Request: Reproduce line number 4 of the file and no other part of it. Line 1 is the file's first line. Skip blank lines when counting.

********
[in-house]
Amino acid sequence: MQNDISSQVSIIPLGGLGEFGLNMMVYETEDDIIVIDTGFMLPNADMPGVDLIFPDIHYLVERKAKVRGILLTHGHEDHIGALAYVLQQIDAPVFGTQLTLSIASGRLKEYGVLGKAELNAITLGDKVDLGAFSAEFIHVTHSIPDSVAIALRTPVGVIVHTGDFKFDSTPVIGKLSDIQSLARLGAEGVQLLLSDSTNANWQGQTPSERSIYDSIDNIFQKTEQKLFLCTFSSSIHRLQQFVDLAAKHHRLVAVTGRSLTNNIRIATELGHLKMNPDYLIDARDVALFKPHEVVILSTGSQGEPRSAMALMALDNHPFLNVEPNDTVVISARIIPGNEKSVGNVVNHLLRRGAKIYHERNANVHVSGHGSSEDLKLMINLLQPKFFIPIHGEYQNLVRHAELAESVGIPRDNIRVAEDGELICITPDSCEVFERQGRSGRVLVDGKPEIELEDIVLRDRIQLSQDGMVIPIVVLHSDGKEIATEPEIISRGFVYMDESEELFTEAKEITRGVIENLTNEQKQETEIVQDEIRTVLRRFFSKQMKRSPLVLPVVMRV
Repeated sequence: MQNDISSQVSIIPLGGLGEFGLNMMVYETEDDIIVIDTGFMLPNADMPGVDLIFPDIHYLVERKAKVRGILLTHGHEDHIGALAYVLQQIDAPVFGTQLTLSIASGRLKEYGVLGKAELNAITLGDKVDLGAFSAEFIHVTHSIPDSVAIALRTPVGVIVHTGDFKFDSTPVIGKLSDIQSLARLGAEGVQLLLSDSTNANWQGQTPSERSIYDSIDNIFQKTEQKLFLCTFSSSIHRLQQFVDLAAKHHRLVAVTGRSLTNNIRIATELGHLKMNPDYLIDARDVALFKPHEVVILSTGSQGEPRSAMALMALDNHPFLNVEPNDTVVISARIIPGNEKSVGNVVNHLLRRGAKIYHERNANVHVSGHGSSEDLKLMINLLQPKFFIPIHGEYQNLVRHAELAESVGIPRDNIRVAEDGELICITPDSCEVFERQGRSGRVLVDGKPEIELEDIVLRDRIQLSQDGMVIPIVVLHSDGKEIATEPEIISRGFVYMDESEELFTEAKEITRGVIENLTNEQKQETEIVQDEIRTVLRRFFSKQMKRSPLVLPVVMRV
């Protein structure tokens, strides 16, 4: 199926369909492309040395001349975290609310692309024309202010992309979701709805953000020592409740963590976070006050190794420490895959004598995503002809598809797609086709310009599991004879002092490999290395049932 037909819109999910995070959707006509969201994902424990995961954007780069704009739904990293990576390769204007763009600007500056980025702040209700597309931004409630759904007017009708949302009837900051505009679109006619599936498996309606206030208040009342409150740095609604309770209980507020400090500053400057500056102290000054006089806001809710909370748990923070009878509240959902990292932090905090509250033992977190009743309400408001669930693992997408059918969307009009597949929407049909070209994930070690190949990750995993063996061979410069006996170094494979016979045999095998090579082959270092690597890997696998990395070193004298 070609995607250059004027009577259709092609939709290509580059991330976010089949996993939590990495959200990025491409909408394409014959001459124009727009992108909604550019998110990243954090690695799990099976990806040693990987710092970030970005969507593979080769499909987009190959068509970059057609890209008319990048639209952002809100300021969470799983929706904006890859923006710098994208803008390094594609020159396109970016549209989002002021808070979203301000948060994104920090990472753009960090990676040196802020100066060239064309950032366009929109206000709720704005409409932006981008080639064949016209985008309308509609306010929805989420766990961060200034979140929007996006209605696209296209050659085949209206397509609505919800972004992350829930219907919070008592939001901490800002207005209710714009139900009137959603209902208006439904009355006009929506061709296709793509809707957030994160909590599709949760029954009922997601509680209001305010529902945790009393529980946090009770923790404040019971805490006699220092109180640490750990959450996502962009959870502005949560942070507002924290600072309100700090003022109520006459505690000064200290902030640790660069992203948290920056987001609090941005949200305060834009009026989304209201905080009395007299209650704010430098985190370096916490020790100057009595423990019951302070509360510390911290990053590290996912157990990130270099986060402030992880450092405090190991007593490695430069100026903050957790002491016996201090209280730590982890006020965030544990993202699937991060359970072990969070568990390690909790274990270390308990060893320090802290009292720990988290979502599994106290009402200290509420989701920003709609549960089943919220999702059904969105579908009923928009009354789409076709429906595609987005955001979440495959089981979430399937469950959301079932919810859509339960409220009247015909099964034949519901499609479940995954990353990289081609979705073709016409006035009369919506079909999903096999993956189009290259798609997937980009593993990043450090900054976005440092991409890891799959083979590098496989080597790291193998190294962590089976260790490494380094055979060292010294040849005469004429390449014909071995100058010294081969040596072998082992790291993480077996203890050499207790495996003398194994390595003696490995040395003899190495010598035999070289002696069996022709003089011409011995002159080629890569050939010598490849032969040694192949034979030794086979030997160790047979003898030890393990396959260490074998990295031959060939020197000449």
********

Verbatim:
């Protein structure tokens, strides 16, 4: 199926369909492309040395001349975290609310692309024309202010992309979701709805953000020592409740963590976070006050190794420490895959004598995503002809598809797609086709310009599991004879002092490999290395049932 037909819109999910995070959707006509969201994902424990995961954007780069704009739904990293990576390769204007763009600007500056980025702040209700597309931004409630759904007017009708949302009837900051505009679109006619599936498996309606206030208040009342409150740095609604309770209980507020400090500053400057500056102290000054006089806001809710909370748990923070009878509240959902990292932090905090509250033992977190009743309400408001669930693992997408059918969307009009597949929407049909070209994930070690190949990750995993063996061979410069006996170094494979016979045999095998090579082959270092690597890997696998990395070193004298 070609995607250059004027009577259709092609939709290509580059991330976010089949996993939590990495959200990025491409909408394409014959001459124009727009992108909604550019998110990243954090690695799990099976990806040693990987710092970030970005969507593979080769499909987009190959068509970059057609890209008319990048639209952002809100300021969470799983929706904006890859923006710098994208803008390094594609020159396109970016549209989002002021808070979203301000948060994104920090990472753009960090990676040196802020100066060239064309950032366009929109206000709720704005409409932006981008080639064949016209985008309308509609306010929805989420766990961060200034979140929007996006209605696209296209050659085949209206397509609505919800972004992350829930219907919070008592939001901490800002207005209710714009139900009137959603209902208006439904009355006009929506061709296709793509809707957030994160909590599709949760029954009922997601509680209001305010529902945790009393529980946090009770923790404040019971805490006699220092109180640490750990959450996502962009959870502005949560942070507002924290600072309100700090003022109520006459505690000064200290902030640790660069992203948290920056987001609090941005949200305060834009009026989304209201905080009395007299209650704010430098985190370096916490020790100057009595423990019951302070509360510390911290990053590290996912157990990130270099986060402030992880450092405090190991007593490695430069100026903050957790002491016996201090209280730590982890006020965030544990993202699937991060359970072990969070568990390690909790274990270390308990060893320090802290009292720990988290979502599994106290009402200290509420989701920003709609549960089943919220999702059904969105579908009923928009009354789409076709429906595609987005955001979440495959089981979430399937469950959301079932919810859509339960409220009247015909099964034949519901499609479940995954990353990289081609979705073709016409006035009369919506079909999903096999993956189009290259798609997937980009593993990043450090900054976005440092991409890891799959083979590098496989080597790291193998190294962590089976260790490494380094055979060292010294040849005469004429390449014909071995100058010294081969040596072998082992790291993480077996203890050499207790495996003398194994390595003696490995040395003899190495010598035999070289002696069996022709003089011409011995002159080629890569050939010598490849032969040694192949034979030794086979030997160790047979003898030890393990396959260490074998990295031959060939020197000449």